Barkerville – A Canadian Gold Rush Ghost Town

Barkerville Featured

Barkerville in British Columbia, Canada was once a bustling town, the centre of the Cariboo Gold Rush in which settlers rushed westwards to seek their fortune but today, the town is empty, abandoned after the miners moved on to seek their fortune elsewhere leaving behind a typical Canadian gold rush town which has become a historic site and tourist attraction. Gold Rush ghost towns are common in the western United States and Canada. As soon as the gold was gone, so were the people.

In it’s heyday, Barkerville was a bustling town, full of the excitement of new discoveries in the west. It was even the biggest city north of San Francisco and west of Chicago and the pride of British Columbia.

Gold was first struck in the area in 1861 and word spread like wildfire. The town of Barkerville appeared almost out of nowhere with a large number of settlers arriving on a daily basis chasing their fortune. It wasn’t an easy place to get to so settlers had to carry their belongings on their backs or in packs initially. The Cariboo Road made access easier and the growth of the town accelerated. By the mid 1860s, 5000 people were residents of Barkerville and shops, saloons and even a theatre were built. St. Saviour’s Anglican Church came along soon after. Goods were hard to come by as a result of the difficulties in getting to the town and so prices were high and continued to grow with shopkeepers making exuberant amounts of money. Of course, when the gold rush ended, they were left bankrupt.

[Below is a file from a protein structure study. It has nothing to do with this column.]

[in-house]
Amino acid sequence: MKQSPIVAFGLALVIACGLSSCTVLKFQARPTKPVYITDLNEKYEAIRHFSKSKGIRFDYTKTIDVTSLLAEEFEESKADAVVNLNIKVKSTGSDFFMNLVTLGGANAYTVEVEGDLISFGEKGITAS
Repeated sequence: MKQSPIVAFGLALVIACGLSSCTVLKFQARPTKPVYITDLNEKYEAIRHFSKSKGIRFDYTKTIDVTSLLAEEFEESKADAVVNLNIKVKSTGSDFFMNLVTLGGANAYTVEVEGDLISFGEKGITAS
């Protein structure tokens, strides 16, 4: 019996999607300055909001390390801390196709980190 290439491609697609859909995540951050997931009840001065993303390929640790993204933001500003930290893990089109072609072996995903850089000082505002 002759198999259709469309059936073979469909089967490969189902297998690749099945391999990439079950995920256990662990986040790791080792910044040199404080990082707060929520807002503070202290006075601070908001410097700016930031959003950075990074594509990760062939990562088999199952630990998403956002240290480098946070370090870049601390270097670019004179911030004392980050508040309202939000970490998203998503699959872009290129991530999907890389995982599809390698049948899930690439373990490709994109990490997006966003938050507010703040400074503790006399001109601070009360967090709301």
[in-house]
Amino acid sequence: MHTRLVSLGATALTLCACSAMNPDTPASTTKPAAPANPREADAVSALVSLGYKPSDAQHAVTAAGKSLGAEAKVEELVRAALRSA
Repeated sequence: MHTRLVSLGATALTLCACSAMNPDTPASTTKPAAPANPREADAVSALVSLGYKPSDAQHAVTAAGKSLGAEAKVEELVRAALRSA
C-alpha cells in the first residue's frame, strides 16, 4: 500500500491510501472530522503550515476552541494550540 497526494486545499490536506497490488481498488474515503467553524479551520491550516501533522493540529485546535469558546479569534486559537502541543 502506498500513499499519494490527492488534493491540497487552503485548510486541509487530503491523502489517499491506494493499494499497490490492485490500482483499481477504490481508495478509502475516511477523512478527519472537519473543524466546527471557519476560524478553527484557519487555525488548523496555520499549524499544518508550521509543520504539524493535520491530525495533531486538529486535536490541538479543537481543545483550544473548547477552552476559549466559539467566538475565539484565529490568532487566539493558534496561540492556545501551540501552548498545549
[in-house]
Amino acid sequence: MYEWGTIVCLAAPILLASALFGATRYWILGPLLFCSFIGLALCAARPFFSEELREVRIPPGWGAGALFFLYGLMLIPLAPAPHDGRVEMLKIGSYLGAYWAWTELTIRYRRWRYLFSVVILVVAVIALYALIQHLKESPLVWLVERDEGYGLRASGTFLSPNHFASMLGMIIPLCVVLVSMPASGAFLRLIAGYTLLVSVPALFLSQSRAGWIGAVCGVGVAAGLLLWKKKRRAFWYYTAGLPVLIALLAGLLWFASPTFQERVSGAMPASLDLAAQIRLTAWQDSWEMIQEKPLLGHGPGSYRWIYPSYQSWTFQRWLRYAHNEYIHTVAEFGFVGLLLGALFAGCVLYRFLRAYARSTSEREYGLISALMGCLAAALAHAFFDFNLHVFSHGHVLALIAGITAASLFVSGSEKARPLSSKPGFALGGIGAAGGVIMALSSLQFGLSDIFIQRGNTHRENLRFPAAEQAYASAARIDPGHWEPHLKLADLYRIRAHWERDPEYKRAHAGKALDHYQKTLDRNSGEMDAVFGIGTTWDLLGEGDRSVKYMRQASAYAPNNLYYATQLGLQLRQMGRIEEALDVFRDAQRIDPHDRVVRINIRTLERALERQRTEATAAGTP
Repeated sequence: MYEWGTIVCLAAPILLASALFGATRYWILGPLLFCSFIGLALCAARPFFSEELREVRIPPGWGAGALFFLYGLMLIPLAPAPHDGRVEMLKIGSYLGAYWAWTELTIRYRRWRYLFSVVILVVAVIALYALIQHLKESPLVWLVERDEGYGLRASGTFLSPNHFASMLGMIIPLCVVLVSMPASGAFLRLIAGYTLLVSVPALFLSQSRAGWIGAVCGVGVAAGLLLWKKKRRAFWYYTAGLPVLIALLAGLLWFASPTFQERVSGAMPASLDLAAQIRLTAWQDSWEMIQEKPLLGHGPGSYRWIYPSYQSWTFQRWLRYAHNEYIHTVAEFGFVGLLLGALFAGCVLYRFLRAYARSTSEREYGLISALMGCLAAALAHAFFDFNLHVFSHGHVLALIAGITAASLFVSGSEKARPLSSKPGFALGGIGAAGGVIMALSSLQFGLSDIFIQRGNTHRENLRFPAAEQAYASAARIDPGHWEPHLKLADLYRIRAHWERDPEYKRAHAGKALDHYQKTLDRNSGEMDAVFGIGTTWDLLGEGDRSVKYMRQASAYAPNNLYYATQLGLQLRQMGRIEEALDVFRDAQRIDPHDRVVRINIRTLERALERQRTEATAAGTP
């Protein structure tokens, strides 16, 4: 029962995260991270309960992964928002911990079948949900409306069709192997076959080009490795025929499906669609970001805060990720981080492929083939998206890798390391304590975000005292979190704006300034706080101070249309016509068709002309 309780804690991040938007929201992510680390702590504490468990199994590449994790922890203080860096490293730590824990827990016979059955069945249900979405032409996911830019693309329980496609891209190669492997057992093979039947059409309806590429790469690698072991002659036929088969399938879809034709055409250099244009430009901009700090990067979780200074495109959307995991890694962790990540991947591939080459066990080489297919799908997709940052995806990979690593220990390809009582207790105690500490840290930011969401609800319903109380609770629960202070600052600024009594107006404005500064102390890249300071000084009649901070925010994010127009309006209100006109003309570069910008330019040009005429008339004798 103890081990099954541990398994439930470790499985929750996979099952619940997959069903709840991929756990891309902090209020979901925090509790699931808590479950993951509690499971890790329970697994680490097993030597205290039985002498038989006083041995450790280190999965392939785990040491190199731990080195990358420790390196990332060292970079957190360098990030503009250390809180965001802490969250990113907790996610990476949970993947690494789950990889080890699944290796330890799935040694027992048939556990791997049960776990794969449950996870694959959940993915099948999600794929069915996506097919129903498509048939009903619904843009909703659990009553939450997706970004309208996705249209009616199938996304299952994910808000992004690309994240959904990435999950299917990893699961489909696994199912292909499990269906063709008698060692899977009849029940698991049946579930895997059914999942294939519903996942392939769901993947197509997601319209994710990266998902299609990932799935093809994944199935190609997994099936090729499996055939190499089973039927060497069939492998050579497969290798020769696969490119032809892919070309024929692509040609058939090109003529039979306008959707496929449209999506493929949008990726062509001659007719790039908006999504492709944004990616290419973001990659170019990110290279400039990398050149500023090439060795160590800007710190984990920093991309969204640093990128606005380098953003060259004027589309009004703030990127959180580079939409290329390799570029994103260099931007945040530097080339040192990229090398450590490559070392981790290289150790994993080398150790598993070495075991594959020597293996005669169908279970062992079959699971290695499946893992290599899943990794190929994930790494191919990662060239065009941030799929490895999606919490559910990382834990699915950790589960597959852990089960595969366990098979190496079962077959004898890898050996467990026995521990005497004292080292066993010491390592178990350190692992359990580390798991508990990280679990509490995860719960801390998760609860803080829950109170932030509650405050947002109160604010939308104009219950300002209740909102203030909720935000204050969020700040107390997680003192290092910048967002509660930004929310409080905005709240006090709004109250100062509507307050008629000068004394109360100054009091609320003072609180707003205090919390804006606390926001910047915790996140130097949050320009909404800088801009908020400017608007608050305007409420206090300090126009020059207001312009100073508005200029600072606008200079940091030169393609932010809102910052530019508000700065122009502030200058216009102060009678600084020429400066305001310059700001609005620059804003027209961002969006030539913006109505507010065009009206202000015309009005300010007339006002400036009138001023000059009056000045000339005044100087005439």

Barkerville boasted a large Chinese community who were important to the economy of the town. The Kwong Lee Company was a general store selling groceries, clothing and other items. They also built dormitories for transient miners and a nursing home for the elderly.

A great fire ripped through the town in 1868 destroying many of the wooden buildings however life went on in the town and ninety buildings were rebuilt in six weeks. The town also took the opportunity to improve infrastructure which hadn’t been planned upon the town’s creation earlier in the decade. The schoolhouse opened in 1880 however by the turn of the century, the gold rush had ended and people began to leave. There was a brief revival in the 1930s when the price of gold went up during the Great Depression but that was short lived.

The government of British Columbia bought out the remaining residents in 1958 and turned the town into a tourist attraction which is open to the public to visit to this day.

Location: Barkerville, British Columbia, Canada

Category: Ghost Town

Abandoned: 1958

Abandoned houses in Barkerville

Interior of a house in Barkerville

Abandoned house in Barkerville

A street in the ghost town of Barkerville

2 thoughts on “Barkerville – A Canadian Gold Rush Ghost Town”

Leave a Reply

Your email address will not be published. Required fields are marked *